53-Year-Old Battle Creek Woman Sentenced to 30 Years for Producing Child Pornography
GRAND RAPIDS, MICHIGAN – Lori Ann Roth, 53, of Battle Creek, Michigan, received the maximum possible sentence of 30 years in federal prison for producing pornography of a child less than 12 years old, U.S. Attorney Patrick Miles announced today. Roth pled guilty in November 2014 to sexually exploiting the child in a conspiracy with Brandon Schroth, 41, a serial child molester who traveled around the world abusing and photographing children between 2009 and 2011. Roth was also ordered to pay a $25,000 fine and will spend ten years on supervised release after completing her 30-year prison term.
Roth met Schroth in a chatroom, where they discussed with each other and numerous other people their shared sexual interest in children. After several years of communicating online and by phone, Schroth traveled to Michigan three times in 2009 and 2010 to meet Roth and molest a child together. Roth and Schroth went to hotels, brought adult lingerie for the child to wear, gave the child alcohol, and on one occasion put a prescription sleep aid in the child’s drink to facilitate the sexual abuse. Both Roth and Schroth engaged in sexual conduct with the child and took pictures. Schroth sent the pictures to others, and the images were eventually discovered on another person’s computer during a separate investigation in Atlanta, which led back to Schroth. In 2012, Schroth pled guilty in federal court in California to 12 counts of producing child pornography and aggravated sexual abuse of various children, and he is currently serving a 40-year sentence. In pleading guilty, Schroth provided information to law enforcement that led to the identification and prosecution of Roth.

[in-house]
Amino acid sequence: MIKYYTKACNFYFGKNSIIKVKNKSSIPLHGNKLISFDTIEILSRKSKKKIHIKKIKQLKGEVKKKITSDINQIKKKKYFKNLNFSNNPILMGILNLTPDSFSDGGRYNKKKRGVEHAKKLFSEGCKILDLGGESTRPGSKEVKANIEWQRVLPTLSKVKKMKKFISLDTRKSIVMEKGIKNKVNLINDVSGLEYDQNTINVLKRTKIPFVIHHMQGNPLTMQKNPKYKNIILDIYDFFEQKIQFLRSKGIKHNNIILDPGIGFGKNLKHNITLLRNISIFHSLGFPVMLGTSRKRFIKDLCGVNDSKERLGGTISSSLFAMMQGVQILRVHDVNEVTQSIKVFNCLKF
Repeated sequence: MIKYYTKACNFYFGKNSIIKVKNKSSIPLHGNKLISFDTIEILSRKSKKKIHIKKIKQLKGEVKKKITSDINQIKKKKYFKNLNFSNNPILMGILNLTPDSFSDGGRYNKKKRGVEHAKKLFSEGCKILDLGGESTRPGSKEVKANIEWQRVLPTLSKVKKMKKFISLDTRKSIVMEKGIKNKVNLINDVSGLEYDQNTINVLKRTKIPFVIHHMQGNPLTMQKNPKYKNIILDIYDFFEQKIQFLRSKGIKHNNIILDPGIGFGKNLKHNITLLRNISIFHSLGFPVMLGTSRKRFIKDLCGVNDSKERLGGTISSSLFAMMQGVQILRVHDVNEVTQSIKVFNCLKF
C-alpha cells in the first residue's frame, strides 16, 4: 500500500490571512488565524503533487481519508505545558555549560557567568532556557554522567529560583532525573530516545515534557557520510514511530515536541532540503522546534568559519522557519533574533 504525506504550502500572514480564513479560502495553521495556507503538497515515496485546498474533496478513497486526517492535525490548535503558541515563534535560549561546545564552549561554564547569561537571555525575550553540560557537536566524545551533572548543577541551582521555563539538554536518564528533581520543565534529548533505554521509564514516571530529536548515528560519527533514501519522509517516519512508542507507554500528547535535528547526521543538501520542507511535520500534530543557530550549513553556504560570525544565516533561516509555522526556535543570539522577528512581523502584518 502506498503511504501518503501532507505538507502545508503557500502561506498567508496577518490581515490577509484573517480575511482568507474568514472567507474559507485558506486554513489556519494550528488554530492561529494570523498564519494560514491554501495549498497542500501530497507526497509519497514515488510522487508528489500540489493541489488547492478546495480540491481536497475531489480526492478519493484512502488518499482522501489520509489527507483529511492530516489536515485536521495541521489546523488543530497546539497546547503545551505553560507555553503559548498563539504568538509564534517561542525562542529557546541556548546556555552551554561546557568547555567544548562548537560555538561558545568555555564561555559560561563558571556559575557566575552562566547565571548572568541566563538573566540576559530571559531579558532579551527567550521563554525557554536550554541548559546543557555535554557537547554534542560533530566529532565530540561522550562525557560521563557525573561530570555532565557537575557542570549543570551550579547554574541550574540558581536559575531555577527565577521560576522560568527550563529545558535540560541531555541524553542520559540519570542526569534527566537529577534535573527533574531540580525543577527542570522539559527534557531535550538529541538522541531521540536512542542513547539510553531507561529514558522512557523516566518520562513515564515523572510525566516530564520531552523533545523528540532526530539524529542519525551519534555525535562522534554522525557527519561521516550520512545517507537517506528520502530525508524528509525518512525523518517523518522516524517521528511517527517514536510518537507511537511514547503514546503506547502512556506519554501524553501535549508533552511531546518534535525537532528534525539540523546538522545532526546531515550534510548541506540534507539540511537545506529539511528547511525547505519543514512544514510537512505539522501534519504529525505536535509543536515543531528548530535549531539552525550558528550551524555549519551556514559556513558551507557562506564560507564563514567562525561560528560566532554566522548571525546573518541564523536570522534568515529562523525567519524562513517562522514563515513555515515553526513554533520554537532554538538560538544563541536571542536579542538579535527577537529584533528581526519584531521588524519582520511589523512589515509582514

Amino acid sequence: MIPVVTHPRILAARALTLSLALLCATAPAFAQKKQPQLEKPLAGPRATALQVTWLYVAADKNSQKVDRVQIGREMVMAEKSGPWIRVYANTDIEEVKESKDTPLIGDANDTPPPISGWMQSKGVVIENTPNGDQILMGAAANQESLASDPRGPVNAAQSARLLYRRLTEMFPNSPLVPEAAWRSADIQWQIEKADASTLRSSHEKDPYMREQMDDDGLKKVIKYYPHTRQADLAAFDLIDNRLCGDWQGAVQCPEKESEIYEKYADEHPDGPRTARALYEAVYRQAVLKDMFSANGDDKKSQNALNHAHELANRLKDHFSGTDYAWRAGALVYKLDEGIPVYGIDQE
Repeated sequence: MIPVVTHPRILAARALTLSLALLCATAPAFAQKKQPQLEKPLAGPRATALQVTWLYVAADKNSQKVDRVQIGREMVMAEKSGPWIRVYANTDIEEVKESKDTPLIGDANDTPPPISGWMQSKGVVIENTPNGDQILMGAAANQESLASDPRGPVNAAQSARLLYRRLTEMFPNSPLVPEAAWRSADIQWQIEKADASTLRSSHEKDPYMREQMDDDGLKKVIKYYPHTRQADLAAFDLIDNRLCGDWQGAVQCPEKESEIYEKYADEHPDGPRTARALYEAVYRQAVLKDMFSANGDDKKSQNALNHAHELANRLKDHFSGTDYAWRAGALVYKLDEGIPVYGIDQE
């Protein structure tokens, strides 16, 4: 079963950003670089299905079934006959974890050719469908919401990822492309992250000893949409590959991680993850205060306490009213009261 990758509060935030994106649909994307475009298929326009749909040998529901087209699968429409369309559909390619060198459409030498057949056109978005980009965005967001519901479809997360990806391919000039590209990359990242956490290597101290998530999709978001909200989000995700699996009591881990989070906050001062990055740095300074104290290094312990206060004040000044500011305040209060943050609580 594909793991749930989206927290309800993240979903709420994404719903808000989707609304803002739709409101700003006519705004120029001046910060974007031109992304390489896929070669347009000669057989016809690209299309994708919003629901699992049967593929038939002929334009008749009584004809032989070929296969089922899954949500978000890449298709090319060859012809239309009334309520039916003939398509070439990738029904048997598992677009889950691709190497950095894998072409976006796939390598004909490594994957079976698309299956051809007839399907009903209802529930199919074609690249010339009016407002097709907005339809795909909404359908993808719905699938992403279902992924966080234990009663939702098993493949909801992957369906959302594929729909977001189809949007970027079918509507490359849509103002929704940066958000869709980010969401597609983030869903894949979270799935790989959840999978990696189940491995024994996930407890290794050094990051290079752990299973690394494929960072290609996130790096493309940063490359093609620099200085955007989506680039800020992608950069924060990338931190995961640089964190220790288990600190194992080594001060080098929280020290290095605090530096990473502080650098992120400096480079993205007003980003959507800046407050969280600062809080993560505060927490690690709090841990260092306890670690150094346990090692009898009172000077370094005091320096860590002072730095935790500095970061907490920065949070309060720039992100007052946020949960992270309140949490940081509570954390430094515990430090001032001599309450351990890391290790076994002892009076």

In imposing the sentence, Chief U.S. District Judge Paul L. Maloney stated that in his more than 20 years on the bench he had difficulty finding “another instance of depravity lower than this one. The depravity of this defendant is beyond words.” Noting that Roth had no explanation for her conduct, he described her actions as heinous and declared that she “does not deserve to be among free citizens again.” Chief Judge Maloney recommended that she cooperate with mental health professionals while incarcerated to help them better understand child sex offenders.
The investigation was conducted by the FBI. Assistant U.S. Attorney Tessa K. Hessmiller prosecuted the case.
This case is part of Project Safe Childhood, a nationwide initiative designed to protect children from exploitation and abuse. The U.S. Attorney’s Office; county prosecutor’s offices; and federal, state, and local law enforcement are working closely together to locate, apprehend, and prosecute individuals who exploit children. Individuals with information or concerns about possible child exploitation should contact local law enforcement. For more information about Project Safe Childhood in West Michigan, including resources for children and parents, visit: /usao-wdmi/project-safe-childhood.